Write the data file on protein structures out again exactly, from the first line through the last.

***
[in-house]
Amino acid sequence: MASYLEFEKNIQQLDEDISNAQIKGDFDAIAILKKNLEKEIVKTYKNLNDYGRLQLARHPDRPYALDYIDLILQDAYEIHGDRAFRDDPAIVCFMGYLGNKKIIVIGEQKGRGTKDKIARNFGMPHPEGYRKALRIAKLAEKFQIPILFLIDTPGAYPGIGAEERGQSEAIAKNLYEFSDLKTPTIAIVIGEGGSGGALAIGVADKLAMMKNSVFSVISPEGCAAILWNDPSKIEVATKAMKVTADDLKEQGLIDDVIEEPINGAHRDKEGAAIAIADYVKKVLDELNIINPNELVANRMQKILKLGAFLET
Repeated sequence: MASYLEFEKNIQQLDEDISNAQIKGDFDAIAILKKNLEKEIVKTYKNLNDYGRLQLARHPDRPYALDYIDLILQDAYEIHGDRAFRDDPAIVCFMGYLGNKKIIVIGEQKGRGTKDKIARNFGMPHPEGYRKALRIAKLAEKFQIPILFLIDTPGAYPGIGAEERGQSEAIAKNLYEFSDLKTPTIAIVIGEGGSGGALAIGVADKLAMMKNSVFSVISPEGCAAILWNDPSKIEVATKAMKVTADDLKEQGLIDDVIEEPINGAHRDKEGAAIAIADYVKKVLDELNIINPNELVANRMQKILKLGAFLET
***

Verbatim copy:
[in-house]
Amino acid sequence: MASYLEFEKNIQQLDEDISNAQIKGDFDAIAILKKNLEKEIVKTYKNLNDYGRLQLARHPDRPYALDYIDLILQDAYEIHGDRAFRDDPAIVCFMGYLGNKKIIVIGEQKGRGTKDKIARNFGMPHPEGYRKALRIAKLAEKFQIPILFLIDTPGAYPGIGAEERGQSEAIAKNLYEFSDLKTPTIAIVIGEGGSGGALAIGVADKLAMMKNSVFSVISPEGCAAILWNDPSKIEVATKAMKVTADDLKEQGLIDDVIEEPINGAHRDKEGAAIAIADYVKKVLDELNIINPNELVANRMQKILKLGAFLET
Repeated sequence: MASYLEFEKNIQQLDEDISNAQIKGDFDAIAILKKNLEKEIVKTYKNLNDYGRLQLARHPDRPYALDYIDLILQDAYEIHGDRAFRDDPAIVCFMGYLGNKKIIVIGEQKGRGTKDKIARNFGMPHPEGYRKALRIAKLAEKFQIPILFLIDTPGAYPGIGAEERGQSEAIAKNLYEFSDLKTPTIAIVIGEGGSGGALAIGVADKLAMMKNSVFSVISPEGCAAILWNDPSKIEVATKAMKVTADDLKEQGLIDDVIEEPINGAHRDKEGAAIAIADYVKKVLDELNIINPNELVANRMQKILKLGAFLET